It’s a testament to the grace in some brands of lunacy that this swift, enjoyably madcap dance musical — a self-styled fairy tale set in purgatory, created and directed by Margery Fairchild and copresented with SafeHouse at a new Howard Street venue known pretty aptly as the Garage — can seem so endlessly expansive on an otherwise cramped (if nicely atmospheric) stage. Under the Bed not only draws a dozen or more bodies from beneath its title furniture; it also sets them exuberantly in motion.

But back to that willful plot: run aground on a patch of purgatory under the management of a sort of manic night nurse named Harriette D. (a comically adept Fairchild), Leonard finds himself the pawn in a battle royal between his gleaming but slightly sinister hostess and the Greek goddess and maiden huntress Artemis (a vigorous Alexis Blade Perry). The latter storms Hades, or whatever, with the intention of reuniting Leonard and his lost love, the cheerful would-be revolutionary Rosemary Short (Hilde Susan Jaegtnes), who arrives soon after him as another Lethe-headed amnesiac, though with raised fist ever at the ready.

Harriette, who for assistance is wont to call on a member of the band, the somewhat reluctant Mr. M. (a laid-back Patrick Simms), also conjures the French courtiers previously mentioned. When not mincing, they act as willing executioners and wield the same device that left such prominent scar lines on their own effete necks.

A fairy tale naturally allows for all manner of incongruities, and Under the Bed‘s just sweeten the pot. No doubt the unusually collaborative nature of the production has something to do with them, as do a winsome score (composed of more than a dozen droll and dreamy songs), eclectic choreography (by Fairchild and Perry), and some nicely offbeat dialogue. Add to that the production’s generally sharp and always game performances, beginning with a fine, versatile turn by Carlone as the slumbering soldier, and the unlikely spell cast by Under the Bed is complete.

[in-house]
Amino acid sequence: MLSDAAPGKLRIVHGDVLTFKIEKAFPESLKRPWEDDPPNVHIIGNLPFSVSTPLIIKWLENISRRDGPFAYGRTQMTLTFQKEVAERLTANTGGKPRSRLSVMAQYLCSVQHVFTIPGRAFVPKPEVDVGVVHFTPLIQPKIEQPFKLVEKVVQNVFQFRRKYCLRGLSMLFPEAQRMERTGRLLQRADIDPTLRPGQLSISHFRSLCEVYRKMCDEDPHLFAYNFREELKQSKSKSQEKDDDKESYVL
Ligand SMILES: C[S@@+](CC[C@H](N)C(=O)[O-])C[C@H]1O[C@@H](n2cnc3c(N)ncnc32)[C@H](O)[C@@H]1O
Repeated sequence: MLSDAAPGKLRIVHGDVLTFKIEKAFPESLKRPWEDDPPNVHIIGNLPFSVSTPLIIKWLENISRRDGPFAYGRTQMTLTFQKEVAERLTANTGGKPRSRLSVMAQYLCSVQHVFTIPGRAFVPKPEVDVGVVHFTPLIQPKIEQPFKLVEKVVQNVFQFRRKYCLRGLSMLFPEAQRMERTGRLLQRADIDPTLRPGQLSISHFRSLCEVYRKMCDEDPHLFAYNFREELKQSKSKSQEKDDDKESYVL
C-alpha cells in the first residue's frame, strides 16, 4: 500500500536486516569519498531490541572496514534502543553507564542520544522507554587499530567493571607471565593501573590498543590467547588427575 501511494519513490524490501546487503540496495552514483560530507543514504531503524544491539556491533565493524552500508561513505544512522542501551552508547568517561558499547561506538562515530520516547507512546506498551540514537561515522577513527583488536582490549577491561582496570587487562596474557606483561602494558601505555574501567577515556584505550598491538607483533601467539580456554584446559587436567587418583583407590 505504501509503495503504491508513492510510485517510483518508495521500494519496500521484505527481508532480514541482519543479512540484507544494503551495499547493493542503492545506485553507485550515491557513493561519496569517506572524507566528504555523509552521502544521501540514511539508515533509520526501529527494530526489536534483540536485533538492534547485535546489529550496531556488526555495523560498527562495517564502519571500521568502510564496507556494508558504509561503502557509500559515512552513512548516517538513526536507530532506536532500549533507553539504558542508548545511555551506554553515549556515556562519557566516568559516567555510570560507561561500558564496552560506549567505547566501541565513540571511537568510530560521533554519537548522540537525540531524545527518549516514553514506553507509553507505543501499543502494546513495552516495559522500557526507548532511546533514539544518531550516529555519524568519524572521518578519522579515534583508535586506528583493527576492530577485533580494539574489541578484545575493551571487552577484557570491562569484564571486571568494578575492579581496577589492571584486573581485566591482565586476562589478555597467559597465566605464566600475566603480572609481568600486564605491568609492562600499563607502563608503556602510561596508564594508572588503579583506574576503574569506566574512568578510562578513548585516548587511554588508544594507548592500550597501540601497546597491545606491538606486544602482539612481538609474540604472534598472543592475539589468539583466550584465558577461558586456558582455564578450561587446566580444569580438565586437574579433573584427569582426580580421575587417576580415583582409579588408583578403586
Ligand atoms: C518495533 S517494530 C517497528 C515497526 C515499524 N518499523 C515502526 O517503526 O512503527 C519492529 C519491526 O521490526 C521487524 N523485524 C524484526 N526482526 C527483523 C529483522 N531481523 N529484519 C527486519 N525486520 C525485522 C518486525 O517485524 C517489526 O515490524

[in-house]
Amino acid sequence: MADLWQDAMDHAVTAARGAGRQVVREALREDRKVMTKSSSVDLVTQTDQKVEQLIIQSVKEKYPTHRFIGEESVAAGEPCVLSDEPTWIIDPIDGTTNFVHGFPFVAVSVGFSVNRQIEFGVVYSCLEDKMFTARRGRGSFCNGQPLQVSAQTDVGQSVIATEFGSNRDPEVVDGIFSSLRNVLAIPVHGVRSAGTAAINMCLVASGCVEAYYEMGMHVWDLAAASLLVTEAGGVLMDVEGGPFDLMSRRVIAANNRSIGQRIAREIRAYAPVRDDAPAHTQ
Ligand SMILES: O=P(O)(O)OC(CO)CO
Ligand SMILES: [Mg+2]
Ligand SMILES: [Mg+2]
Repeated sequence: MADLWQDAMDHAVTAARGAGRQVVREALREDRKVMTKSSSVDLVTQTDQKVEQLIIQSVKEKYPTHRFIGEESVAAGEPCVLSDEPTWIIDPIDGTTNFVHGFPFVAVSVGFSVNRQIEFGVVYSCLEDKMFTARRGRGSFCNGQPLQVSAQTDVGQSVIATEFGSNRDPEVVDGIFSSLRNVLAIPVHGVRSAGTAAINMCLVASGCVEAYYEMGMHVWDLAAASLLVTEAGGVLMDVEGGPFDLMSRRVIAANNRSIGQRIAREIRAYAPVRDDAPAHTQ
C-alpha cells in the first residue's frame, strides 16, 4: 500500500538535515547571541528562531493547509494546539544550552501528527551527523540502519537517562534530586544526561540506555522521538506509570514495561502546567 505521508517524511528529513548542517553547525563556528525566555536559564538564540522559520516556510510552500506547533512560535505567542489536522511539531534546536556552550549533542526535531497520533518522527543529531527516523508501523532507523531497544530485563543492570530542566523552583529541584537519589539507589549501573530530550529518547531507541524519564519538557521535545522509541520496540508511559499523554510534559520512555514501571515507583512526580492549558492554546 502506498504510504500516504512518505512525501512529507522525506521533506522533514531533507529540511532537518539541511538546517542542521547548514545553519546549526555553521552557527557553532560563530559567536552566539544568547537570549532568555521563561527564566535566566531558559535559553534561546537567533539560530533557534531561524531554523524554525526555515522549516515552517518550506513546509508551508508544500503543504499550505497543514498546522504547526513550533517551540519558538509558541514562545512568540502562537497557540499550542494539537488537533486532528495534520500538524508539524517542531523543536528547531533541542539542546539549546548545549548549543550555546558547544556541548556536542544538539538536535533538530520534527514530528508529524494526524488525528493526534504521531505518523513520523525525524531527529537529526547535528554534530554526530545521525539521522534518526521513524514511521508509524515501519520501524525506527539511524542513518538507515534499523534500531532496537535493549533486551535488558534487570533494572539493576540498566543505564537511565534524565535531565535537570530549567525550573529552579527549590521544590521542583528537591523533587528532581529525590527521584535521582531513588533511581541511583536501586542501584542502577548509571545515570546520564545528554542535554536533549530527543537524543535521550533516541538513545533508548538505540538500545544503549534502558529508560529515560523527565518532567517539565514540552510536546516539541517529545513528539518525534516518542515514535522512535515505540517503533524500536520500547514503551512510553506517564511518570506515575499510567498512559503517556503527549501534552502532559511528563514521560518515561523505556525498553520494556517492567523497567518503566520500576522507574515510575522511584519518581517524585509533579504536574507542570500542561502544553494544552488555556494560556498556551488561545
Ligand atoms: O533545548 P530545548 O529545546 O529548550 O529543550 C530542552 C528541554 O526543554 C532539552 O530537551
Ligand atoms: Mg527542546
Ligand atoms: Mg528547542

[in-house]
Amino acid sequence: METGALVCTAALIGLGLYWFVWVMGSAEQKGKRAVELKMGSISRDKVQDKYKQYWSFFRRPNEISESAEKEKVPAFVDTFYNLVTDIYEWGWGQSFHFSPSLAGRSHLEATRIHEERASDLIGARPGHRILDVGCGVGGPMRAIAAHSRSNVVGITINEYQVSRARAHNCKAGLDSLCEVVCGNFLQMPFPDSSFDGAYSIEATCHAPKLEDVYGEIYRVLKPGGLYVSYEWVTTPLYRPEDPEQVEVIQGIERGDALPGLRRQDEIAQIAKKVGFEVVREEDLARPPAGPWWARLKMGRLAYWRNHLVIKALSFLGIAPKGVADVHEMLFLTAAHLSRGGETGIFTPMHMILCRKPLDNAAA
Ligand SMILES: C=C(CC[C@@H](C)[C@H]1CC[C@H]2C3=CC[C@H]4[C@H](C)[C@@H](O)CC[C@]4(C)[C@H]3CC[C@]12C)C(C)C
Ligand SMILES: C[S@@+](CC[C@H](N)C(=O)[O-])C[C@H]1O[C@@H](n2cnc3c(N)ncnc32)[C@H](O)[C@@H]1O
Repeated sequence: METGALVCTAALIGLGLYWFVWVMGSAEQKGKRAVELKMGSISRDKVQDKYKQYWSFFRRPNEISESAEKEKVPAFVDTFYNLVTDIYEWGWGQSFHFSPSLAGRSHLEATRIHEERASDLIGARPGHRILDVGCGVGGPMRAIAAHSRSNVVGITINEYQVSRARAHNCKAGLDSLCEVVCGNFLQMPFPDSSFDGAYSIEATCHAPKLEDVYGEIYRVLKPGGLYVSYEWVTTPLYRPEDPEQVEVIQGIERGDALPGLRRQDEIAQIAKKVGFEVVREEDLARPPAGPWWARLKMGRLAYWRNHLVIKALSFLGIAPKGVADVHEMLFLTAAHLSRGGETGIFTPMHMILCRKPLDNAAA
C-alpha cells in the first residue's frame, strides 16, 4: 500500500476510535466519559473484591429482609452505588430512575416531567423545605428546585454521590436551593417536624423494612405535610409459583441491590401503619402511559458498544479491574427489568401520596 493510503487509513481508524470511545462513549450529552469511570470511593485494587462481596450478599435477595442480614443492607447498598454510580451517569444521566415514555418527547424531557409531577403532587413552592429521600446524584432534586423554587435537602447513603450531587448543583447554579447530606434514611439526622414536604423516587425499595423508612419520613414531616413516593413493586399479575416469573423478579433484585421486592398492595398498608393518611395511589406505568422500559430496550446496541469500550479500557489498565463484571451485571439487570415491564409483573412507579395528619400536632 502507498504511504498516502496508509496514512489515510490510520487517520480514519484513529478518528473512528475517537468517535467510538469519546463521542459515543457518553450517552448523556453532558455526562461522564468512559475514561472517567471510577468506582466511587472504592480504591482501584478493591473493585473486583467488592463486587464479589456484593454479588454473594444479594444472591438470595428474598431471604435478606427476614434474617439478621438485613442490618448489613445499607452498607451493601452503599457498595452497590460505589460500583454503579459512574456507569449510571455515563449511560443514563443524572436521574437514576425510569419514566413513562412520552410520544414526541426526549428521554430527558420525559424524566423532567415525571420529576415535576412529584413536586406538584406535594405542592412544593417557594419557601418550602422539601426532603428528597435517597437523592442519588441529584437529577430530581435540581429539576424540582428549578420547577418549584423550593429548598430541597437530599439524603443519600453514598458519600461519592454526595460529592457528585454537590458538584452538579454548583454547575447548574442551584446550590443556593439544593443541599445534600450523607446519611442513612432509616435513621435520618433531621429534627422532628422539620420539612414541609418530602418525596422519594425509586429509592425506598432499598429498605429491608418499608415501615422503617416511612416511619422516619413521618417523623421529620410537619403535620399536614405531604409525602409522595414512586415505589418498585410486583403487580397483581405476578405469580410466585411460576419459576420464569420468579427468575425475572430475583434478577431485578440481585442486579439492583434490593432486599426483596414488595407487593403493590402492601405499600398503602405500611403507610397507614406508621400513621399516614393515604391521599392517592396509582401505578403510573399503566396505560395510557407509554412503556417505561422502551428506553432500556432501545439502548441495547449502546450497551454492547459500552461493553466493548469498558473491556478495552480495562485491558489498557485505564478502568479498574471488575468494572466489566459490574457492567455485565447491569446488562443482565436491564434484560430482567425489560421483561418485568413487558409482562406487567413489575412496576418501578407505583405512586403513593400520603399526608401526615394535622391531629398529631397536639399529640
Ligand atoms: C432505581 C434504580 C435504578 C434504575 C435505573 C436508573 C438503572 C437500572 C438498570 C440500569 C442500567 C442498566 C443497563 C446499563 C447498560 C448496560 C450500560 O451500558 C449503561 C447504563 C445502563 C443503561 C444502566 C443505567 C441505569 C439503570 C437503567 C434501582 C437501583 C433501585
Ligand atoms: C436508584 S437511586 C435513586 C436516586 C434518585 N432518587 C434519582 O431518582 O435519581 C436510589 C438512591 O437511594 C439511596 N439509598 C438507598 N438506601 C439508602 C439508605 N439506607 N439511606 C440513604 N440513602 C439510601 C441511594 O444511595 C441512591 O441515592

Art in Artemisia is a dynamic, multifaceted force, skillfully and thoughtfully realized in just about every aspect of the Dell’Arte Company’s thought-provoking dramatic study exploring the life and work of the 17th-century Italian painter Artemisia Gentileschi (Barbara Geary). In director Giulio Cesare Perrone’s well-acted and visually striking production, which closed its run at the Magic Theatre last weekend, the rape of the artist by Agostino Tassi and the sensational trial that followed in 1612 — as well as the biblical story of Judith, whose beheading of Holofernes served as a heroic subject for Gentileschi at a time when female painters were rare and deemed unable to handle such material — become the ever-present, intervening background to a physically choreographed dialogue set in 1635 between Artemisia and her model Giulia (Keight Gleason).

If the script (cowritten by Perrone and Geary) veers at points into an awkward mesh of heightened speech and contemporary frankness, the production design carries the theme of art’s transformative power in several directions. From the cleverly abstract yet functional use of painting materials and everyday objects in Perrone’s scenic design to Greta Welsh’s dynamic chiaroscuro lighting, composer Youn Joo Sim’s transporting score, and choreographer Yong Zoo Lee’s incorporation of the histrionic postures of the painter’s canvases, Artemisia‘s mise-en-scène elaborates a vision of symbolic and psychic redress that echoes down the centuries. *